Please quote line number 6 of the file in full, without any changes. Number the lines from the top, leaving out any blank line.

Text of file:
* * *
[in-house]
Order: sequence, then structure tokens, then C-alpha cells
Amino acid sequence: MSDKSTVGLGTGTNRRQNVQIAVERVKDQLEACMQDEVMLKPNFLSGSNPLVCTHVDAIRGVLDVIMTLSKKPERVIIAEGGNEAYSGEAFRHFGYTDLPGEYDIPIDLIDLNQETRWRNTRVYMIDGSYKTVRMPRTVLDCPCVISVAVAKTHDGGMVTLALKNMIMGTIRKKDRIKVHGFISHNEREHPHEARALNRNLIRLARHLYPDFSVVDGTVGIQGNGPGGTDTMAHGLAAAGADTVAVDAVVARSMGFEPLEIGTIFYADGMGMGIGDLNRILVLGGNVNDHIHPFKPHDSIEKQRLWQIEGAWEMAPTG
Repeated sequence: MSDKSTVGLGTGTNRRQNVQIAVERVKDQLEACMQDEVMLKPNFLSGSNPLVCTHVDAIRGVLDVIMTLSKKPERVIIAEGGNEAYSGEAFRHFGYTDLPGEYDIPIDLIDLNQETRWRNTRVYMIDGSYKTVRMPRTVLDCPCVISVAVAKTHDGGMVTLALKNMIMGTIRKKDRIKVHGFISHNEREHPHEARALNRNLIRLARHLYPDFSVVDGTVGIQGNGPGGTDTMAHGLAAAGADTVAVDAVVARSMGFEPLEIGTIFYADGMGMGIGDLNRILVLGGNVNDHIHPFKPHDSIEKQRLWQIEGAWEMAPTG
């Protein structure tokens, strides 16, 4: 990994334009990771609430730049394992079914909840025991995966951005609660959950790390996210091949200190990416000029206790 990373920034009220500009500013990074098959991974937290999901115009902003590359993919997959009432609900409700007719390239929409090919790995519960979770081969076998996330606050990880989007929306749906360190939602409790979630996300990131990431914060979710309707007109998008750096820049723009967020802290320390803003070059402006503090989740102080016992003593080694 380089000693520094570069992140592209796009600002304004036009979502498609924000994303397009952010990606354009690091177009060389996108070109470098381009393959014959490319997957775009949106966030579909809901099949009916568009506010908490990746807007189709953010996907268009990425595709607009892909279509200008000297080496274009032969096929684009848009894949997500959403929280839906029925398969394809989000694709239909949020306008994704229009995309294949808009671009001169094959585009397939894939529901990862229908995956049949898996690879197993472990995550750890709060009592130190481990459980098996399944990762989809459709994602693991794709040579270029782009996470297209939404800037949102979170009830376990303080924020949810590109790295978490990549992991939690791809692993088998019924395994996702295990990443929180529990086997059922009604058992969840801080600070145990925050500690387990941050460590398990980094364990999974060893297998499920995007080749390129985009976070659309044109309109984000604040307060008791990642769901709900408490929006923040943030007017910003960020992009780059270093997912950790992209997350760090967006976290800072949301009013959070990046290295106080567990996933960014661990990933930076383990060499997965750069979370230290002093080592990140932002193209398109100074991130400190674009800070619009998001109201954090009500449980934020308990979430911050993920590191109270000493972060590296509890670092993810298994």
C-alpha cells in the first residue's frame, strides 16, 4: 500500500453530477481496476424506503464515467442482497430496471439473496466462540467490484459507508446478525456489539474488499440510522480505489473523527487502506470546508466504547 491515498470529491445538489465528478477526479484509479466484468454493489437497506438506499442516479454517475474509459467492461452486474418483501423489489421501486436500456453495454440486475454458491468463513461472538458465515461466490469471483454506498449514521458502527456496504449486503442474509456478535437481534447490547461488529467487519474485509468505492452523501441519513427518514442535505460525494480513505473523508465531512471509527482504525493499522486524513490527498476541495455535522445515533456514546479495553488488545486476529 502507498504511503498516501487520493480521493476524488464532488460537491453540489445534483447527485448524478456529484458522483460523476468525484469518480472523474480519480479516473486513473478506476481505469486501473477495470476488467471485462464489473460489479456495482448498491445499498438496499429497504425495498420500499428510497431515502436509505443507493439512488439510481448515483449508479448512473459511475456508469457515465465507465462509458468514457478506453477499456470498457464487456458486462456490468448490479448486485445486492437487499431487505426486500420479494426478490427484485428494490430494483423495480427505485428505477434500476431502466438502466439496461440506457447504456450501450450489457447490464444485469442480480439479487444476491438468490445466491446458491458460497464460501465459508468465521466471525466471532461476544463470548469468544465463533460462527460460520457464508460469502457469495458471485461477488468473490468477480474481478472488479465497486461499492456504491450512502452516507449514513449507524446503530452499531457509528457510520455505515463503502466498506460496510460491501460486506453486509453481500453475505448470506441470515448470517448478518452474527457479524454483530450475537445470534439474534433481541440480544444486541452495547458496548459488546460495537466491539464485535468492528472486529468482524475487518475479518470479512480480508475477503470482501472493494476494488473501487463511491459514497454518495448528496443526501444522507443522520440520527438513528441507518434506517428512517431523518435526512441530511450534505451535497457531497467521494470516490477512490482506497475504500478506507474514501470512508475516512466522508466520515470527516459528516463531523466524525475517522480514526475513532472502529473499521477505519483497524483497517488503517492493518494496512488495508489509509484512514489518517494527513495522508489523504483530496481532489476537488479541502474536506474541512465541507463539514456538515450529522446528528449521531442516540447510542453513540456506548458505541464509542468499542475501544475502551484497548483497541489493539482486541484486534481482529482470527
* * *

C-alpha cells in the first residue's frame, strides 16, 4: 500500500453530477481496476424506503464515467442482497430496471439473496466462540467490484459507508446478525456489539474488499440510522480505489473523527487502506470546508466504547 491515498470529491445538489465528478477526479484509479466484468454493489437497506438506499442516479454517475474509459467492461452486474418483501423489489421501486436500456453495454440486475454458491468463513461472538458465515461466490469471483454506498449514521458502527456496504449486503442474509456478535437481534447490547461488529467487519474485509468505492452523501441519513427518514442535505460525494480513505473523508465531512471509527482504525493499522486524513490527498476541495455535522445515533456514546479495553488488545486476529 502507498504511503498516501487520493480521493476524488464532488460537491453540489445534483447527485448524478456529484458522483460523476468525484469518480472523474480519480479516473486513473478506476481505469486501473477495470476488467471485462464489473460489479456495482448498491445499498438496499429497504425495498420500499428510497431515502436509505443507493439512488439510481448515483449508479448512473459511475456508469457515465465507465462509458468514457478506453477499456470498457464487456458486462456490468448490479448486485445486492437487499431487505426486500420479494426478490427484485428494490430494483423495480427505485428505477434500476431502466438502466439496461440506457447504456450501450450489457447490464444485469442480480439479487444476491438468490445466491446458491458460497464460501465459508468465521466471525466471532461476544463470548469468544465463533460462527460460520457464508460469502457469495458471485461477488468473490468477480474481478472488479465497486461499492456504491450512502452516507449514513449507524446503530452499531457509528457510520455505515463503502466498506460496510460491501460486506453486509453481500453475505448470506441470515448470517448478518452474527457479524454483530450475537445470534439474534433481541440480544444486541452495547458496548459488546460495537466491539464485535468492528472486529468482524475487518475479518470479512480480508475477503470482501472493494476494488473501487463511491459514497454518495448528496443526501444522507443522520440520527438513528441507518434506517428512517431523518435526512441530511450534505451535497457531497467521494470516490477512490482506497475504500478506507474514501470512508475516512466522508466520515470527516459528516463531523466524525475517522480514526475513532472502529473499521477505519483497524483497517488503517492493518494496512488495508489509509484512514489518517494527513495522508489523504483530496481532489476537488479541502474536506474541512465541507463539514456538515450529522446528528449521531442516540447510542453513540456506548458505541464509542468499542475501544475502551484497548483497541489493539482486541484486534481482529482470527